“Everything but what’s on my mind” is the weblog of Sharon, who describes herself as “new and improved at 18 years old, but still tragicomically inept”. When I was 18, I didn’t even know what tragicomically meant, and to be honest, I had to look it up even now. Apparently, tragicomically is an extension of the word tragicomedy, which is defined by Merriam-Webster as “a drama or a situation blending tragic and comic elements”. Good to know, I thought to myself.
Nearing almost a year in existence, “Everything but what’s on my mind” doesn’t give off the essence that it’s from a teen-aged writer. Not at all. While the entertaining antics are typically those enjoyed by people that fall into the same age group as the author, the writing is far better. The word choice, sentence structure, and just overall writing style of each entry seems to be that of a well-seasoned author, not that of someone who’s just beginning their search for the right college.
The design of the site it one of the generic template Blogger offers its users, and the site is hosted via BlogSpot. While not a terrible design by any means, I personally felt like the writing alone deserved something a little more. The main point of the site, however, IS the writing and that’s certainly what draws you in the most. Bordering on the right of the semi-daily entries, you find two brief sentences about the author, links to the monthly archives, and the standard of links to other weblogs.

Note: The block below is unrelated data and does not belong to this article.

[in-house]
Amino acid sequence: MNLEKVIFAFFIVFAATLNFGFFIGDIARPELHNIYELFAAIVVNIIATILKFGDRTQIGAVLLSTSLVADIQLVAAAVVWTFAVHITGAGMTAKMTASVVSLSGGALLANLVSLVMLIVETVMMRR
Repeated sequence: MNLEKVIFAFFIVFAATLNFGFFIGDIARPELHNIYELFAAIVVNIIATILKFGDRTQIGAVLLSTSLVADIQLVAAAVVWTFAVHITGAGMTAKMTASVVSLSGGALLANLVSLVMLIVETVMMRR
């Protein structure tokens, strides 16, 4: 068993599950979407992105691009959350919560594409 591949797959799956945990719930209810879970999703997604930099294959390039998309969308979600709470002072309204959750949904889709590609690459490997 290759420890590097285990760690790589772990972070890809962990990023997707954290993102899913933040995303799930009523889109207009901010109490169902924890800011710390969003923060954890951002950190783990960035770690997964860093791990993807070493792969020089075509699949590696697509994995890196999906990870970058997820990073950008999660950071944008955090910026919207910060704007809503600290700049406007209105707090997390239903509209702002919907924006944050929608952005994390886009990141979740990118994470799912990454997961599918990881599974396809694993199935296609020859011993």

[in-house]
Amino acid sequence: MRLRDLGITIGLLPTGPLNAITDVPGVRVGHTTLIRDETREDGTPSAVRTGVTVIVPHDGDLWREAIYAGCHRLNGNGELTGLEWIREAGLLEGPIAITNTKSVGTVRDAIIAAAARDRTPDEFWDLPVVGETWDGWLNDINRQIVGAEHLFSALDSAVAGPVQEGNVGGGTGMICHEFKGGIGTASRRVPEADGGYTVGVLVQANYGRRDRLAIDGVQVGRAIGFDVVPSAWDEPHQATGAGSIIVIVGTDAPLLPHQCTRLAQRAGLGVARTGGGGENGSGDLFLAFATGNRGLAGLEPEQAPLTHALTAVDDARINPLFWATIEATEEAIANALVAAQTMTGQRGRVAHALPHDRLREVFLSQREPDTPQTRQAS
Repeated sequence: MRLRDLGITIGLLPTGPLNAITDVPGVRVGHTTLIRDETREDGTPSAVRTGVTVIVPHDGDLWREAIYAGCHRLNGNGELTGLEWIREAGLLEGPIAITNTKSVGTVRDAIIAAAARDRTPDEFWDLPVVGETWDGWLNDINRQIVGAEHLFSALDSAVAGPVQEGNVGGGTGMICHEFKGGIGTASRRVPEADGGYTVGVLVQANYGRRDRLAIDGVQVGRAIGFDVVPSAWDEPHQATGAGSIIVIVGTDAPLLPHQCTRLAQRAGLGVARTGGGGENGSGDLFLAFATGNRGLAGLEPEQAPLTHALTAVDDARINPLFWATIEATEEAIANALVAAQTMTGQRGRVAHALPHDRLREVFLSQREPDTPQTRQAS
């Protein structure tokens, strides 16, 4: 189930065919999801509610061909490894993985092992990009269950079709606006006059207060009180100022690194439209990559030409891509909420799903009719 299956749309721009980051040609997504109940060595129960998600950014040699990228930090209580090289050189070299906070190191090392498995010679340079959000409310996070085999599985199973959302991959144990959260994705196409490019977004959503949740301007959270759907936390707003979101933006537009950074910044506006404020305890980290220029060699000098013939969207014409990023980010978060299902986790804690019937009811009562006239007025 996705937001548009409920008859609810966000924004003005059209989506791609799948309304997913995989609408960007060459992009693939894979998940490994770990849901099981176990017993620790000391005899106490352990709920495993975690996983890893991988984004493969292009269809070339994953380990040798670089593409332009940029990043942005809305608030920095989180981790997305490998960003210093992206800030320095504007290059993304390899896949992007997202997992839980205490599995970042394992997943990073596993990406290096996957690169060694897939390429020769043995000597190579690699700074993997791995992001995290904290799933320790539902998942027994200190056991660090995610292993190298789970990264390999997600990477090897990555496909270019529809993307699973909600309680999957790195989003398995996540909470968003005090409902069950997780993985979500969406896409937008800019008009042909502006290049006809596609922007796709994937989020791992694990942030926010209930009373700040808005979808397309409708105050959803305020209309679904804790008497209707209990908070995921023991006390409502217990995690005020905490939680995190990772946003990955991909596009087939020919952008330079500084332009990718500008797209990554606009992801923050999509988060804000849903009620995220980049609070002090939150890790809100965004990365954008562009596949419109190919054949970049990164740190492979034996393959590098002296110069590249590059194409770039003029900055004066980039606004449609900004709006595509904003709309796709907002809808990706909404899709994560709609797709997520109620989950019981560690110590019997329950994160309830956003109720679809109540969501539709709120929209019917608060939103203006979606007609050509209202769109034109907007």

Most readers that fall into the age group this weblog is written for and by might not find the interest or want to take the time to read the detailed entries Sharon jots down. Actually spending time easily forming the mental picture that the author leads us to see is definitely one of the finer points of this weblog. While you may not get exact details of what a certain person looks like or the complete play-by-play of the evening, the author provides readers with enough information that creating the situation and/or people involved in your mind is easy to do.
From experiences in the past, I tend to lump any weblog written by someone barely old enough to vote into a group of undereducated, attention-hungry kids who really only need to share their weblog with their friends. “Everything but what’s on my mind” is very far from that. While it still has a few bits and pieces that are probably only understood by those near and dear to the author’s personal life, I felt like she was really writing for absolutely anyone that stumbled upon the site and that’s the kind of thing that brings readers back. Everything but what’s on my mind